“The president?” Lamon stood and threw some coins at the barkeeper. Pushing his way through the tavern door, he ran down the street to the telegraph office where men and women gathered in the rain.
“Let me through! I’m the president’s friend!” he shouted as he shoved to the front of the mob. He stopped short as he saw a clerk hold up a hand-lettered sign scrawled with a charcoal stick on a piece of paper, which was quickly disintegrating in the rain.
“President shot at Ford’s Theater.”
Another clerk came out the door with another sign and held it up.
“President near death.”
“No! No!” rumbled from the depths of the soaked crowd.
“No! Hurrah! Hurrah! The tyrant is dead!” other voices screeched.
“The South is avenged!”
From the back came a loud cry, “Damned rebels! Hang ‘em all!”
“Damn all you rebels!”
Men began attacking each other, falling down and rolling in the mud. Women hit at them with their umbrellas.
A clerk thrust a third sign into the air.
“Attempt made on life of Vice-President.”
A knot formed in Lamon’s stomach. All this was his fault. He should have never submitted meekly to the orders of Stanton. He should have known Stanton was lying to him from the very beginning. If he had only stayed vigilant, Stanton and Baker would have never gotten their hands on Lincoln in the first place.
Another clerk lifted a sign.
“Secretary of State almost stabbed to death.”
Lamon could take no more. He turned and made his way back through the crowd and down the street to the train station. Inside the depot, he stamped his feet and shook his shoulders, trying to toss the raindrops from his body. Lamon walked to the window where he bought a ticket on the next train back to the Capital. He felt exhausted, hopeless. He wanted a drink. He wanted to sleep. He wanted things to be different. But all he could do was wait for the train to come, and after an eternity it did come, finally. He found his seat in the passenger car, and he stared out the window, not even having the energy to tap on it as he had done on the trip to Baltimore.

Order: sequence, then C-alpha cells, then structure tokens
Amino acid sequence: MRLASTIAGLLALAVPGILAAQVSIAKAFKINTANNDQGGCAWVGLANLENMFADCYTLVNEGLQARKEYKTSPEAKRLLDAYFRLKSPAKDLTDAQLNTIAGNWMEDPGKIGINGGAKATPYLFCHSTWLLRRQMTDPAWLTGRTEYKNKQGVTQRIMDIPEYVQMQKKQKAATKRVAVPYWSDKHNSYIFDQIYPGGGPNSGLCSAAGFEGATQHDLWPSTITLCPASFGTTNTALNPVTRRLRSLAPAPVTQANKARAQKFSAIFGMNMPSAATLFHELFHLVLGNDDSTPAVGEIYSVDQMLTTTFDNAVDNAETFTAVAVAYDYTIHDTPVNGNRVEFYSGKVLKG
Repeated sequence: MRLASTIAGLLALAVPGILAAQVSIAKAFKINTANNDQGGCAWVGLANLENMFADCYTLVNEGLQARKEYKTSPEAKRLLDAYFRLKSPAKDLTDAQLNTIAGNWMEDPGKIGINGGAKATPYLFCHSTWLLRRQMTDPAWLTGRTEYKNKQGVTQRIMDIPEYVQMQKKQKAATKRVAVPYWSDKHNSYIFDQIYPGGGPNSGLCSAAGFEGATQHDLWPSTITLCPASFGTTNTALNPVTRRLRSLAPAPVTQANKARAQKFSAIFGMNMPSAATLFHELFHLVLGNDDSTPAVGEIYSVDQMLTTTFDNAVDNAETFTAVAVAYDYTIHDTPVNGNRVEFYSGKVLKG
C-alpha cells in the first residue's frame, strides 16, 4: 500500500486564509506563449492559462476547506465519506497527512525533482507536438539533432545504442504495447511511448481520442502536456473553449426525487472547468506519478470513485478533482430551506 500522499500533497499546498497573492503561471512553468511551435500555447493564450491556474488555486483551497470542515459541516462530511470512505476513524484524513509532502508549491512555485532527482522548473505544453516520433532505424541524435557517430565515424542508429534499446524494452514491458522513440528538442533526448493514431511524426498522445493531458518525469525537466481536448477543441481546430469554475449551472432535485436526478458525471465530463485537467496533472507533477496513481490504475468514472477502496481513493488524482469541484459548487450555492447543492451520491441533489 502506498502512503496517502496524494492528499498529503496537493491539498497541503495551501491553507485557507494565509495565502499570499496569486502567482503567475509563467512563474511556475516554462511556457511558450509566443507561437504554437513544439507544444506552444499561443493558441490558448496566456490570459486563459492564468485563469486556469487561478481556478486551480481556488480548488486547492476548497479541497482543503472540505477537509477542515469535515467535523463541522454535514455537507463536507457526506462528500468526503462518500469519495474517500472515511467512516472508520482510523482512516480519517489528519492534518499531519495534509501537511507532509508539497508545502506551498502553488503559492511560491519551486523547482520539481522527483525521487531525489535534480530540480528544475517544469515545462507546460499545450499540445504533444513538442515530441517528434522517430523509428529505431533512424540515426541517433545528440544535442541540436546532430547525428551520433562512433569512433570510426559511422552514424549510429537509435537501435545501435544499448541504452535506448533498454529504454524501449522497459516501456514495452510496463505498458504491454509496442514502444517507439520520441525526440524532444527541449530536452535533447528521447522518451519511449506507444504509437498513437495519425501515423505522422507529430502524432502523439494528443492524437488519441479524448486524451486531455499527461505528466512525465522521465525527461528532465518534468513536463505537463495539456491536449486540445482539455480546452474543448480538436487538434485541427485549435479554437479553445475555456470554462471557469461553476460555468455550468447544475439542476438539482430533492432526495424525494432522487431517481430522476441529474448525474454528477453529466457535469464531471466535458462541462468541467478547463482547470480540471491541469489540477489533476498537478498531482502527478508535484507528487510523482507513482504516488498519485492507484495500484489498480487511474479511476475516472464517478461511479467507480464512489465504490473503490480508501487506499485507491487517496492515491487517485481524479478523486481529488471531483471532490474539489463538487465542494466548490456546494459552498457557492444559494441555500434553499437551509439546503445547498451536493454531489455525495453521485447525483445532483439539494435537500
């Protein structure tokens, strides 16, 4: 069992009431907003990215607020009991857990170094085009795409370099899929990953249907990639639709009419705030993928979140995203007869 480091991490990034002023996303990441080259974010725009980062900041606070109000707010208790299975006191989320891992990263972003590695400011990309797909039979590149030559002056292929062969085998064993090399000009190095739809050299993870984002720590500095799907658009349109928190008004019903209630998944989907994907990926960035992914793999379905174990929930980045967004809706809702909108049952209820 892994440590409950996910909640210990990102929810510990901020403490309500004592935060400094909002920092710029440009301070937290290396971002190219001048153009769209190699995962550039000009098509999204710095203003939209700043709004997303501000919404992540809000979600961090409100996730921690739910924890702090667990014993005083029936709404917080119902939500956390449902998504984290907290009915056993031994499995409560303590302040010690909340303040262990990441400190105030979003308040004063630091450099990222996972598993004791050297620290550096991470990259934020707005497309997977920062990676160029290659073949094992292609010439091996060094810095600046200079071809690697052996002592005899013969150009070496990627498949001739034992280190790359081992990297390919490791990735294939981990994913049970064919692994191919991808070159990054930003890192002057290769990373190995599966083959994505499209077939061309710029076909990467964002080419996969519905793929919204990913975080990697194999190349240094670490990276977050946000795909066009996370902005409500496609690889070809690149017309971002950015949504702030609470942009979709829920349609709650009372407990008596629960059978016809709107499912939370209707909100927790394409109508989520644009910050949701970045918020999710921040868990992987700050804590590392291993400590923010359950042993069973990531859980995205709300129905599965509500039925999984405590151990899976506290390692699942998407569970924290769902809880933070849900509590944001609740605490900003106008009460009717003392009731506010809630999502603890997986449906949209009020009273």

He was defeated. Lamon sacrificed everything in his life he held dear, his wife and daughter, for the President and now the President—his long-time friend– was near death. He had failed all of them. Failed.
Wrinkling his brow and narrowing his eyes, he paused. But was Abraham Lincoln? He gasped at the audacity of the thought. The signs at the telegraph office said the President was shot. Perhaps it had been the imposter who was shot. After all, the imposter said he had to stay so the people could see their president.
If the Lincoln look-alike had gone to Ford’s Theater to be seen by the people then the assassin could have shot him instead. However, if that were so, then where was Abraham Lincoln? What had Edwin Stanton done with him?
Reinvigorated, Lamon pounded his fist against the glass pane. He still had a chance to redeem himself. If he could not save the president, he could at least bring Edwin Stanton to justice.